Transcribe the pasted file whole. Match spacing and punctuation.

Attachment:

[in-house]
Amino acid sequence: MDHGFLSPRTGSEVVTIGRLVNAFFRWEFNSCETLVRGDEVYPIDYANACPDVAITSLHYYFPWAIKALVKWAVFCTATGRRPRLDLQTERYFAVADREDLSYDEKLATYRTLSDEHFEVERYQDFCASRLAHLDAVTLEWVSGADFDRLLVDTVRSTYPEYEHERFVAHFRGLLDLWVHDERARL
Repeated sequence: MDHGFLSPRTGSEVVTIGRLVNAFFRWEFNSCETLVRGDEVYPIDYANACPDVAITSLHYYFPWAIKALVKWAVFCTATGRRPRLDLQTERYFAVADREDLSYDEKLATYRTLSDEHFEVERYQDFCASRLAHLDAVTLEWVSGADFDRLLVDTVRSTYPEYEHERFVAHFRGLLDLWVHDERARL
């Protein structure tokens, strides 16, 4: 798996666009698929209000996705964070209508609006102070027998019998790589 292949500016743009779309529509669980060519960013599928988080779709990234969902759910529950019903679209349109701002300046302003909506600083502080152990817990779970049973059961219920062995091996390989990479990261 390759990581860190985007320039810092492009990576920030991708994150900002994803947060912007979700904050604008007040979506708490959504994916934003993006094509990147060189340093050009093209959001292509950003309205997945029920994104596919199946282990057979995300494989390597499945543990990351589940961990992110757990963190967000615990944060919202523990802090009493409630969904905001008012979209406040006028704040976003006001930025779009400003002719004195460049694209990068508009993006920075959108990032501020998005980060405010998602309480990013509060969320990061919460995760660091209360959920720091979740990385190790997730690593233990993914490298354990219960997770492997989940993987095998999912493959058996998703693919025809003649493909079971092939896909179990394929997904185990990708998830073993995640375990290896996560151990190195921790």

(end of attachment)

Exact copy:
[in-house]
Amino acid sequence: MDHGFLSPRTGSEVVTIGRLVNAFFRWEFNSCETLVRGDEVYPIDYANACPDVAITSLHYYFPWAIKALVKWAVFCTATGRRPRLDLQTERYFAVADREDLSYDEKLATYRTLSDEHFEVERYQDFCASRLAHLDAVTLEWVSGADFDRLLVDTVRSTYPEYEHERFVAHFRGLLDLWVHDERARL
Repeated sequence: MDHGFLSPRTGSEVVTIGRLVNAFFRWEFNSCETLVRGDEVYPIDYANACPDVAITSLHYYFPWAIKALVKWAVFCTATGRRPRLDLQTERYFAVADREDLSYDEKLATYRTLSDEHFEVERYQDFCASRLAHLDAVTLEWVSGADFDRLLVDTVRSTYPEYEHERFVAHFRGLLDLWVHDERARL
């Protein structure tokens, strides 16, 4: 798996666009698929209000996705964070209508609006102070027998019998790589 292949500016743009779309529509669980060519960013599928988080779709990234969902759910529950019903679209349109701002300046302003909506600083502080152990817990779970049973059961219920062995091996390989990479990261 390759990581860190985007320039810092492009990576920030991708994150900002994803947060912007979700904050604008007040979506708490959504994916934003993006094509990147060189340093050009093209959001292509950003309205997945029920994104596919199946282990057979995300494989390597499945543990990351589940961990992110757990963190967000615990944060919202523990802090009493409630969904905001008012979209406040006028704040976003006001930025779009400003002719004195460049694209990068508009993006920075959108990032501020998005980060405010998602309480990013509060969320990061919460995760660091209360959920720091979740990385190790997730690593233990993914490298354990219960997770492997989940993987095998999912493959058996998703693919025809003649493909079971092939896909179990394929997904185990990708998830073993995640375990290896996560151990190195921790």